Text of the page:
Costa Rican students’ insect-based foods take top spots at international competition

July 16, 2015

Tico students took the two top spots in an international competition for their innovative ideas for fighting malnutrition with insect-based food.

Two teams from the University of Costa Rica (UCR) took first and second place Tuesday in the international category of the U.S. Institute of Food Technologists (IFT)’s  “Developing Solutions for Developing Countries Competition.” The annual awards recognize the top three best scientific projects proposing food solutions for developing countries.

Earlier this year, local teams from the UCR’s Food Technology School were selected among the top three semifinalists among 59 proposals from around the world. The teams presented their projects this week to a jury at IFT’s Annual Conference in Chicago, and debated in a panel with the judges and members of all participating teams. Along with the international finalists, there were three projects from U.S. universities.

The winning Tico team presented a product called “Cricketas” – cookies made from powdered crickets and sweet potatoes. The project aims to improve nutrition for children in rural communities in Costa Rica’s northern zone, including Los Chiles, La Cruz, Upala and Guatuso.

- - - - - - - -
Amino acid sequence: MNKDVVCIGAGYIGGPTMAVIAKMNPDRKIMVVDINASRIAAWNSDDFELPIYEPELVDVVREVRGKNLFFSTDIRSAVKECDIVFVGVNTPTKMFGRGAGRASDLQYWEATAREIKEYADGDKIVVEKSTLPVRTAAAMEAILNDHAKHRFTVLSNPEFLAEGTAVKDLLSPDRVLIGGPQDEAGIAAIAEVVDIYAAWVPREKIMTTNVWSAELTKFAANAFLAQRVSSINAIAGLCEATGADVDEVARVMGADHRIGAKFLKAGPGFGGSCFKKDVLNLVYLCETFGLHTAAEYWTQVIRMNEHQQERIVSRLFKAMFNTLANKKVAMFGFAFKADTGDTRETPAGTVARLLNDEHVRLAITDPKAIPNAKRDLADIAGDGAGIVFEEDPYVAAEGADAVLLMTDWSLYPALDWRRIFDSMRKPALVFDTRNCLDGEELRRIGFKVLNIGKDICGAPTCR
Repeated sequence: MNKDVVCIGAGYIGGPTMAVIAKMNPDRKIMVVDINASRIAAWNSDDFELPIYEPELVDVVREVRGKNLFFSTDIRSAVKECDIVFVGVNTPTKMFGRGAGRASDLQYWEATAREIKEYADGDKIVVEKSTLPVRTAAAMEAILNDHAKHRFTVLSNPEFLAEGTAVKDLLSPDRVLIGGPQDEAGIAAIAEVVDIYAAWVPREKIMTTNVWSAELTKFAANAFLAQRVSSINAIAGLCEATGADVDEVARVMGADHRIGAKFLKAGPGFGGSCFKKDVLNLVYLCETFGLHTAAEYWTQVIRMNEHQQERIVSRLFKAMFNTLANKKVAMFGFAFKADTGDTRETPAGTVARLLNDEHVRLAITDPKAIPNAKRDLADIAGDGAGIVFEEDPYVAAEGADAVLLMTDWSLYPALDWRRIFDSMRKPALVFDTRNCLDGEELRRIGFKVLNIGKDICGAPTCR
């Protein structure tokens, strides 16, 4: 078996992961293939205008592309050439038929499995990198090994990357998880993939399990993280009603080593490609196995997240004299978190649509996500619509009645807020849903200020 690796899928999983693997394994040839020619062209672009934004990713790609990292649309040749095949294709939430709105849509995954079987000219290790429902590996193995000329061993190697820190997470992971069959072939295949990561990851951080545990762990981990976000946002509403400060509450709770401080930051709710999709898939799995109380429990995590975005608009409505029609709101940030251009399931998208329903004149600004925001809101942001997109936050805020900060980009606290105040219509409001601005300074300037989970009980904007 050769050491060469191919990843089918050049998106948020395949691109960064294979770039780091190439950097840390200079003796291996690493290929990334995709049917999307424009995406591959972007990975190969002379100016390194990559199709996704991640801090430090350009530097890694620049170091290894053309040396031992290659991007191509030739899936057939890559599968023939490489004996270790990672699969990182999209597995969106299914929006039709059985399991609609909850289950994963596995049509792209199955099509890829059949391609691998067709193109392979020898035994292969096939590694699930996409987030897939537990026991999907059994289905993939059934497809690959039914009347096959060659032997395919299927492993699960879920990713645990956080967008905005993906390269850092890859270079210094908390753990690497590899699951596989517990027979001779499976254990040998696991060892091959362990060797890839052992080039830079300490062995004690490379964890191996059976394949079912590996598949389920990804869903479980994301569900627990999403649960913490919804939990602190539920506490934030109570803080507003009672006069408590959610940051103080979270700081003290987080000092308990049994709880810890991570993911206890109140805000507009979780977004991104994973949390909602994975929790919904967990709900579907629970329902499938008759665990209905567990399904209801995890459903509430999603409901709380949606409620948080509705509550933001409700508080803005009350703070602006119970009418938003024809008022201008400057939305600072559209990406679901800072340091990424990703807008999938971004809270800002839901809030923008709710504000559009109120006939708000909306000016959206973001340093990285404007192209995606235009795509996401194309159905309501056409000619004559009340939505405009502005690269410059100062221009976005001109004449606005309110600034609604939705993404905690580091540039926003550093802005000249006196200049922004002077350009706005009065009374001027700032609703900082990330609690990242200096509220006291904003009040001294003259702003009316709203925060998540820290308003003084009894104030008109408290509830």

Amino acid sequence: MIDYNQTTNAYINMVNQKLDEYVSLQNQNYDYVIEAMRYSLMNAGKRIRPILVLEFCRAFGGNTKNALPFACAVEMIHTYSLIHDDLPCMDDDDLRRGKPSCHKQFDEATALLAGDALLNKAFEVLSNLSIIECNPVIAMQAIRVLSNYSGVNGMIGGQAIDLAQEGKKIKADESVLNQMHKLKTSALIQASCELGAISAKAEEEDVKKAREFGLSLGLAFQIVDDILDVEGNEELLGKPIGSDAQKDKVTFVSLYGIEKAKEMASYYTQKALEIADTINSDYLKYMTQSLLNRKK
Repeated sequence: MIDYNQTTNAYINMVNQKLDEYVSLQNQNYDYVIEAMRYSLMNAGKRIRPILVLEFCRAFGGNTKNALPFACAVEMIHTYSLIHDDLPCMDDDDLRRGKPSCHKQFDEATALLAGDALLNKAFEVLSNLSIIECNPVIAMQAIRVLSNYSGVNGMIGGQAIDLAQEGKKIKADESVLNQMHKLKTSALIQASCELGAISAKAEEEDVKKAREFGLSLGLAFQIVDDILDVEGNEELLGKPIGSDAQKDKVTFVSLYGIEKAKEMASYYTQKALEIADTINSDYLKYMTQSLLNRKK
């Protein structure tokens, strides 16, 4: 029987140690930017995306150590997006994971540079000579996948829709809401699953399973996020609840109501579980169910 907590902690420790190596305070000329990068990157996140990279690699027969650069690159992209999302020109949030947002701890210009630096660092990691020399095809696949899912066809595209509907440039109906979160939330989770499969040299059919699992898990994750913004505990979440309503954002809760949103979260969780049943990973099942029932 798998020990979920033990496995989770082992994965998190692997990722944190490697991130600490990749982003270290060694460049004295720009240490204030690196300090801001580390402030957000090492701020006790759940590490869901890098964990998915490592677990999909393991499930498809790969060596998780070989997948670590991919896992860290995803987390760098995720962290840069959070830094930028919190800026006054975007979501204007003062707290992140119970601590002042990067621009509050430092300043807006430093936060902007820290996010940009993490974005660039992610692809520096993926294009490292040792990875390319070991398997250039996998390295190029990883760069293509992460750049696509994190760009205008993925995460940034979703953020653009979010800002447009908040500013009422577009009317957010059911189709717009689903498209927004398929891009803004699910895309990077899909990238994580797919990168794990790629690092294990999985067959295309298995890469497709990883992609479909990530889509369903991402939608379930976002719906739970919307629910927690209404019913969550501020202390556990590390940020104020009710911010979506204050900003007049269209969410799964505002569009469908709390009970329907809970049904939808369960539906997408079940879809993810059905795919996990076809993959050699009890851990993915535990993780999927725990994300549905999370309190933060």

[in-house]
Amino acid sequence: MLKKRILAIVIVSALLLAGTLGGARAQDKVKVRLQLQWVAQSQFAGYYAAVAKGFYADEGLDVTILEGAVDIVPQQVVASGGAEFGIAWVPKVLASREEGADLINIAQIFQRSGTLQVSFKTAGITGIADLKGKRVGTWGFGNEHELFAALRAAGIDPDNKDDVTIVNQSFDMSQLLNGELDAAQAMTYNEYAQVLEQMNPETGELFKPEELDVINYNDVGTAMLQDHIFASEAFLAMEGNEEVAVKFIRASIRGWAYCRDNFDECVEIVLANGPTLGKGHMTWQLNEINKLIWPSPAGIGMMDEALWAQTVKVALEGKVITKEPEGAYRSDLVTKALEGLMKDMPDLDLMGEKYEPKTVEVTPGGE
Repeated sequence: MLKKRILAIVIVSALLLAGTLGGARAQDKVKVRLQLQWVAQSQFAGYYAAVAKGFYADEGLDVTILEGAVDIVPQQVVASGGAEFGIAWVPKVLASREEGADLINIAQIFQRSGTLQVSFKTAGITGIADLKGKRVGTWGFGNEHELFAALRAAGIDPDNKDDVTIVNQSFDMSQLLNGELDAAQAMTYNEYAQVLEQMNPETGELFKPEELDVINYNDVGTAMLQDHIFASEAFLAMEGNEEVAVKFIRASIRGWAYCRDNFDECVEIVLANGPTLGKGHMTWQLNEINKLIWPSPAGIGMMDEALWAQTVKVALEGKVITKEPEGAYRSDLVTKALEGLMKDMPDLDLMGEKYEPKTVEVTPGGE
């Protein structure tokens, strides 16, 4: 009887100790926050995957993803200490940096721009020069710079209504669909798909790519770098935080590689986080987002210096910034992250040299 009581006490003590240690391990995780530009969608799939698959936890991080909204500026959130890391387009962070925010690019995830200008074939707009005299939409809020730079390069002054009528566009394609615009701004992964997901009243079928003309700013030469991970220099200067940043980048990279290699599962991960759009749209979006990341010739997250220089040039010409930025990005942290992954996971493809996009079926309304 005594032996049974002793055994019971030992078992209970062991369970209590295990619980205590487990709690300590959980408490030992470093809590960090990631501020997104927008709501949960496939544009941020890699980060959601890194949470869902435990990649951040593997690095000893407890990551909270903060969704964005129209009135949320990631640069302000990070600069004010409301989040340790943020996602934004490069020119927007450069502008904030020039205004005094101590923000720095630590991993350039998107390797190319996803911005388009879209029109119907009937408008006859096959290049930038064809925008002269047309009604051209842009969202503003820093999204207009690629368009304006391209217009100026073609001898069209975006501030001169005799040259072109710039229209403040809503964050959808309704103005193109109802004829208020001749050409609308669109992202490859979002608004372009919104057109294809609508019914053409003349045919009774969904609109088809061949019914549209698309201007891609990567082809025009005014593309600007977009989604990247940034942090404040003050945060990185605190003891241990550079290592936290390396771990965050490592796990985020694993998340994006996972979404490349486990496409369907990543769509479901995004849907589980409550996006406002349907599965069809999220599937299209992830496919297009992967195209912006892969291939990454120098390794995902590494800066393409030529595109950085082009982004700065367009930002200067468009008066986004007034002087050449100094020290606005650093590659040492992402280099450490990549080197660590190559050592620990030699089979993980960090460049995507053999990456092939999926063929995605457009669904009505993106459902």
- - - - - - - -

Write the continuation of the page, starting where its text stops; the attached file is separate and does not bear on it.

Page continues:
Second place went to the Tico team that produced “Molibannann,” patties made out of plantains and mealworm larvae (Tenebrio molitor). The students designed the product for feeding children with malnutrition problems in Haiti.

A team from the University Putra Malaysia took the third spot with a product called Coco-Wormy.

IFT competition winners receive $3,000 and the runner-up gets $1,000.

The Ticos attendance at the competition was a real challenge as organizers only paid for travel and accommodations for one person per project. But UCR authorities campaigned to raise funds to send all group members to Chicago.

Read about the winning projects: Costa Rican students turn larvae, crickets into nutritious meals to fight hunger

Edible insect food
Larva patties could help feed malnourished children in Haiti, while cookies made from crickets could help children from impoverished communities in Costa Rica's Northern Zone. (Courtesy of Jessy Usaga/UCR)

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